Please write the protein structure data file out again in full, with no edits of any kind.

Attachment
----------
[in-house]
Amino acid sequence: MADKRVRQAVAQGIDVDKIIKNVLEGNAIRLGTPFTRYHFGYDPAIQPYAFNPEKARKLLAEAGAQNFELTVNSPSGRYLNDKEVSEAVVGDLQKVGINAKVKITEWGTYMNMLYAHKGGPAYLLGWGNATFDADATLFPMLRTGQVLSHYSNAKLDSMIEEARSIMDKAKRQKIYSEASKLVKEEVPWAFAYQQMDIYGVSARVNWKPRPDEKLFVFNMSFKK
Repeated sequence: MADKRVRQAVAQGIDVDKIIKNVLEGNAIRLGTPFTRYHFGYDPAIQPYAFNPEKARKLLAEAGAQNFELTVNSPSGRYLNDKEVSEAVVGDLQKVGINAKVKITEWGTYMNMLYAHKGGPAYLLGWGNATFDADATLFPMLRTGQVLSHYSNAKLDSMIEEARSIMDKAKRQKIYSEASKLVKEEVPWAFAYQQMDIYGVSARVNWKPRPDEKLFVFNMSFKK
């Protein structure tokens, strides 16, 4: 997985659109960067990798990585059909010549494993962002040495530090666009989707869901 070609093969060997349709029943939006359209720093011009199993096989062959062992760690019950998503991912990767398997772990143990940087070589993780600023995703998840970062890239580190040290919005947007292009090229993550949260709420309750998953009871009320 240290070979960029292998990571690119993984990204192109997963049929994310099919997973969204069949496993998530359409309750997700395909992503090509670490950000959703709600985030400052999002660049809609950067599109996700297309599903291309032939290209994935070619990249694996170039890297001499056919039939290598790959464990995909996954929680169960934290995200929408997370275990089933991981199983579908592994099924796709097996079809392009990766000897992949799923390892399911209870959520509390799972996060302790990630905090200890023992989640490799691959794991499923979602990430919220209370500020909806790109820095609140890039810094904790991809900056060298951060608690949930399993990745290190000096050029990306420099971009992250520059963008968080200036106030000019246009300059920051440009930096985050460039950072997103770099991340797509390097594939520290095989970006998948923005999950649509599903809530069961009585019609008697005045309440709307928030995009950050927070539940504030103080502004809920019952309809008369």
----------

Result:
[in-house]
Amino acid sequence: MADKRVRQAVAQGIDVDKIIKNVLEGNAIRLGTPFTRYHFGYDPAIQPYAFNPEKARKLLAEAGAQNFELTVNSPSGRYLNDKEVSEAVVGDLQKVGINAKVKITEWGTYMNMLYAHKGGPAYLLGWGNATFDADATLFPMLRTGQVLSHYSNAKLDSMIEEARSIMDKAKRQKIYSEASKLVKEEVPWAFAYQQMDIYGVSARVNWKPRPDEKLFVFNMSFKK
Repeated sequence: MADKRVRQAVAQGIDVDKIIKNVLEGNAIRLGTPFTRYHFGYDPAIQPYAFNPEKARKLLAEAGAQNFELTVNSPSGRYLNDKEVSEAVVGDLQKVGINAKVKITEWGTYMNMLYAHKGGPAYLLGWGNATFDADATLFPMLRTGQVLSHYSNAKLDSMIEEARSIMDKAKRQKIYSEASKLVKEEVPWAFAYQQMDIYGVSARVNWKPRPDEKLFVFNMSFKK
């Protein structure tokens, strides 16, 4: 997985659109960067990798990585059909010549494993962002040495530090666009989707869901 070609093969060997349709029943939006359209720093011009199993096989062959062992760690019950998503991912990767398997772990143990940087070589993780600023995703998840970062890239580190040290919005947007292009090229993550949260709420309750998953009871009320 240290070979960029292998990571690119993984990204192109997963049929994310099919997973969204069949496993998530359409309750997700395909992503090509670490950000959703709600985030400052999002660049809609950067599109996700297309599903291309032939290209994935070619990249694996170039890297001499056919039939290598790959464990995909996954929680169960934290995200929408997370275990089933991981199983579908592994099924796709097996079809392009990766000897992949799923390892399911209870959520509390799972996060302790990630905090200890023992989640490799691959794991499923979602990430919220209370500020909806790109820095609140890039810094904790991809900056060298951060608690949930399993990745290190000096050029990306420099971009992250520059963008968080200036106030000019246009300059920051440009930096985050460039950072997103770099991340797509390097594939520290095989970006998948923005999950649509599903809530069961009585019609008697005045309440709307928030995009950050927070539940504030103080502004809920019952309809008369």